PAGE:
Cardinal Sean P. O’Malley has asked the last Massachusetts congregation holding a vigil in an officially closed Catholic church to accept a Vatican court’s ruling that the Boston Archdiocese may sell or re-use the building, effectively ending the occupation.
In a letter dated July 29, O’Malley asked parishioners at St. Frances Xavier Cabrini Church in Scituate to comply with the June denial by the Apostolic Signatura, the church’s highest court, of their final appeal seeking to block the sale, rental, or repurposing of the building.
“Your participation in the appeals process presumed that you would accept the final decision, even if it were not favorable to your desired outcome,” O’Malley wrote. “Now we are simply asking for demonstration of your good faith.”
But a leader of the defiant congregants who formed the nonprofit Friends of St. Frances Xavier Cabrini said Friday that they remained steadfast, and he invited the cardinal to come to Scituate, or any place of his choosing, to sit down with them and find a solution.
“Our whole philosophy’s been the same from the very beginning: It’s either open us back up as a fully functioning parish or sell us the church and set us free,” said Jon Rogers, 55.
Rogers said parishioners would review their options and develop “a definitive game plan going forward.”
Terrence C. Donilon, spokesman for the archdiocese, said neither reopening the church nor selling the building to its congregation is possible.
“It’s over,” Donilon said. “They’ve had a long time to reconcile this. We’ve done exactly what the cardinal said we would do. We’ve participated in the appeals process; we’ve allowed them to mourn the loss of their parish.”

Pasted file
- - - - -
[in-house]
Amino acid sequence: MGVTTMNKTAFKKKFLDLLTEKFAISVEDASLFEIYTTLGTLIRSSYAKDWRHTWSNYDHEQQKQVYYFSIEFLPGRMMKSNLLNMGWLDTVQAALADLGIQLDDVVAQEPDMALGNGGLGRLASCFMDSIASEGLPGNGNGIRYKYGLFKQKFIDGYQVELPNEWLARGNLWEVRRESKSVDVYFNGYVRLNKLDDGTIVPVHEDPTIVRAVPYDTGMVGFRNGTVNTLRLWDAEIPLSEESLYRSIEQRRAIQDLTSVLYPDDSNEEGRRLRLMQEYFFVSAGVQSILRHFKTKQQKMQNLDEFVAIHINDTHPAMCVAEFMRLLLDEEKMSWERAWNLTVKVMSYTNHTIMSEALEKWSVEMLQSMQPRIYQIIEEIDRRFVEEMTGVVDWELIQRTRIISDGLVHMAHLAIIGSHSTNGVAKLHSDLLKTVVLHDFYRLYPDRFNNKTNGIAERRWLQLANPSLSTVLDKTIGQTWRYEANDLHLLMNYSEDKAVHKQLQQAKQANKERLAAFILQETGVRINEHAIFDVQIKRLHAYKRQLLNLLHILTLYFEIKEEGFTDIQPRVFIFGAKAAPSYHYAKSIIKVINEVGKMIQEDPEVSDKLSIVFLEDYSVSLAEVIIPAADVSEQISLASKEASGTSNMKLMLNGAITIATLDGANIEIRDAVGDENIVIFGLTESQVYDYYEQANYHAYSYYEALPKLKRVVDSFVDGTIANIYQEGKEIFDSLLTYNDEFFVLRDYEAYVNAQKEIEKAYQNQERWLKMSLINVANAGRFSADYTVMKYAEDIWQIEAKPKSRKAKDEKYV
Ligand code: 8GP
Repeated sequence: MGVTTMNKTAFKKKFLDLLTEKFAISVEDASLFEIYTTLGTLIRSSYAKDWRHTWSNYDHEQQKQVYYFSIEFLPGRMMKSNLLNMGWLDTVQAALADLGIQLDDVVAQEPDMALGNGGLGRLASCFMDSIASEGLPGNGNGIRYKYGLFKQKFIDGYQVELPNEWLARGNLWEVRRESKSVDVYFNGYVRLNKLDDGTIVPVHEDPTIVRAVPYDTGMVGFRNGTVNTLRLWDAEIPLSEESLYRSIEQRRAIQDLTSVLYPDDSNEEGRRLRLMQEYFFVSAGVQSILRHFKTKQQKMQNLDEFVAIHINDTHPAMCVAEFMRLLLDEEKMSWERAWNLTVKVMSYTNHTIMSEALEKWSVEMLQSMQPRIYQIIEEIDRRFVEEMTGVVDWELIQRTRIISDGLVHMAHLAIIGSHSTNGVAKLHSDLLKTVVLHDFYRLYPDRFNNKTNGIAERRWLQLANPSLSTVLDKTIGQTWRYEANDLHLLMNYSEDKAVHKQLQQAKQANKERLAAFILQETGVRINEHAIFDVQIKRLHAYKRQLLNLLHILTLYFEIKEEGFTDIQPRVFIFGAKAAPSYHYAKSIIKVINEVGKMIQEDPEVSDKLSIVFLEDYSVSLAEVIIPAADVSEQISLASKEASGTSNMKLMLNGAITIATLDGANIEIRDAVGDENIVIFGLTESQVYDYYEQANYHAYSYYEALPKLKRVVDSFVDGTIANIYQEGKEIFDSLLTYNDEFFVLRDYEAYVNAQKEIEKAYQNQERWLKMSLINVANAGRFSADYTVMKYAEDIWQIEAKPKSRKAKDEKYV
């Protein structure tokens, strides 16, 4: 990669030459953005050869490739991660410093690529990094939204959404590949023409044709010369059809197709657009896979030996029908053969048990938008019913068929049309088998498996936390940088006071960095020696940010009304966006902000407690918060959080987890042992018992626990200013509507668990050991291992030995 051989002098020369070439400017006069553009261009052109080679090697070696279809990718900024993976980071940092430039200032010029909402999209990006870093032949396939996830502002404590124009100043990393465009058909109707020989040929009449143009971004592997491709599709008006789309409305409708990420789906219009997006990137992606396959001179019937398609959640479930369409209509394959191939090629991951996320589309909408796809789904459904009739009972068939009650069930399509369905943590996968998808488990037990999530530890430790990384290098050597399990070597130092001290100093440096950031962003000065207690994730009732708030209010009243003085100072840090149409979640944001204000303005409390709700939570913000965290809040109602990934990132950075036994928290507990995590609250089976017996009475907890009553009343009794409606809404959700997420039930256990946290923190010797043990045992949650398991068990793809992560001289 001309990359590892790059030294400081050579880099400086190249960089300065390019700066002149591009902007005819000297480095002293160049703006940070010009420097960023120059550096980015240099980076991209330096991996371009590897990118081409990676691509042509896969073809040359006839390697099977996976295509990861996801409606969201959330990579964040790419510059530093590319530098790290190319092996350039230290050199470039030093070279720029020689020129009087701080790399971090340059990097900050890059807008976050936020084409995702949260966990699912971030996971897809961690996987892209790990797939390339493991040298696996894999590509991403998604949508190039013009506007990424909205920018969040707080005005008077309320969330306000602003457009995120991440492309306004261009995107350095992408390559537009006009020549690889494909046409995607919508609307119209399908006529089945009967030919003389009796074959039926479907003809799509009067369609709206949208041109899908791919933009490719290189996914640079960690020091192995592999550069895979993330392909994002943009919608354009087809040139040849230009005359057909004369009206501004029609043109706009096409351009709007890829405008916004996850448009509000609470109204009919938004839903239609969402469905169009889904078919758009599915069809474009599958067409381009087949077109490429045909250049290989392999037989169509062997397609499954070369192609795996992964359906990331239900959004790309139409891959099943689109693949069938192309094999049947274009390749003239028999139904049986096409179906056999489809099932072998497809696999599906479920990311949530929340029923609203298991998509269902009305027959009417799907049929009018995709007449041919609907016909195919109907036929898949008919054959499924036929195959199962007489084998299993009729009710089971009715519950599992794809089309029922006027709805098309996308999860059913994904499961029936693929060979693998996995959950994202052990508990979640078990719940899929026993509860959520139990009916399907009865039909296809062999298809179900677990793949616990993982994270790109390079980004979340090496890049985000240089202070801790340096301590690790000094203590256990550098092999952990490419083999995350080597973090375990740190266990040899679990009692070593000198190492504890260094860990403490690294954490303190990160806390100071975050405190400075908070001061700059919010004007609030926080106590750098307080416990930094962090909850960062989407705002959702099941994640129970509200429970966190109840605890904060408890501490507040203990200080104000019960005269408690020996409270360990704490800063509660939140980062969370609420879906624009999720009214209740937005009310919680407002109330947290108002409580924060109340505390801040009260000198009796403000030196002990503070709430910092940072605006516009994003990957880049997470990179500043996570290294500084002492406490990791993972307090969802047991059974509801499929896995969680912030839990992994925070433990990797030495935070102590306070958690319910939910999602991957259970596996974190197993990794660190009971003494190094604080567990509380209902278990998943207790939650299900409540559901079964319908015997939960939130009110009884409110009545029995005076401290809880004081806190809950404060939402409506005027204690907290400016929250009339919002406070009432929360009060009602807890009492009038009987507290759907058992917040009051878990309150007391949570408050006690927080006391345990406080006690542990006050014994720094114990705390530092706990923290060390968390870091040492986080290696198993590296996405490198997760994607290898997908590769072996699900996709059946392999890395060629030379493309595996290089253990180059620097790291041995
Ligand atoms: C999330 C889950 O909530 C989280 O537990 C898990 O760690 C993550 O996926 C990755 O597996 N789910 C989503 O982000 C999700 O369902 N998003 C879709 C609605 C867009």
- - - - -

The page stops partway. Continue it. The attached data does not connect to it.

The archdiocese declared the church closed nearly a decade ago, but congregants kept its doors open through a round-the-clock vigil, with volunteers leading lay services.
Rogers said members are prepared to continue operating St. Frances X. Cabrini as an independent Catholic church outside the archdiocese and the church hierarchy rather than give up the parish they love.
He said the Vatican has stacked the deck in favor of O’Malley and against ordinary parishioners, but the congregation believes in a more democratic process.
“This is not some feudal overlord system from the dark ages, and we’re the serfdom,” Rogers said. “We are really, truly the church, and without us there is no church.”
Rogers said parishioners would never leave willingly and would have to be removed.
“We didn’t spend 10 years of our lives protecting that church 24 hours a day, seven days a week because we were going to give it up easily,” he said.
Donilon, the archdiocese spokesman, questioned Rogers’s motive for refusing to leave.
“They want a confrontation, and we don’t want a confrontation,” Donilon said. “No one is served by that. I think the question for Jon Rogers is, ‘Are you looking to be arrested?’ . . . That is the last thing we want to do.”
Donilon said he hopes that congregants will decide to take their faith and dedication to one of the archdiocese’s other 288 parishes, where they will be welcomed with open arms.
“The cardinal’s letter is a sincere pastoral message that we recognize the heartache that they’ve been through, that we acknowledge the pain that they’ve experienced — but it’s over,” he said.
Donilon said the archdiocese had no specific plans for the church property.
He said there is no timetable for demanding that congregants end their vigil, but the archdiocese will have to act if they refuse to leave.
“The last thing anybody wants to do is to have to end this thing forcefully,” he said. “But we have to be very clear that it has to end sometime and not go on forever.”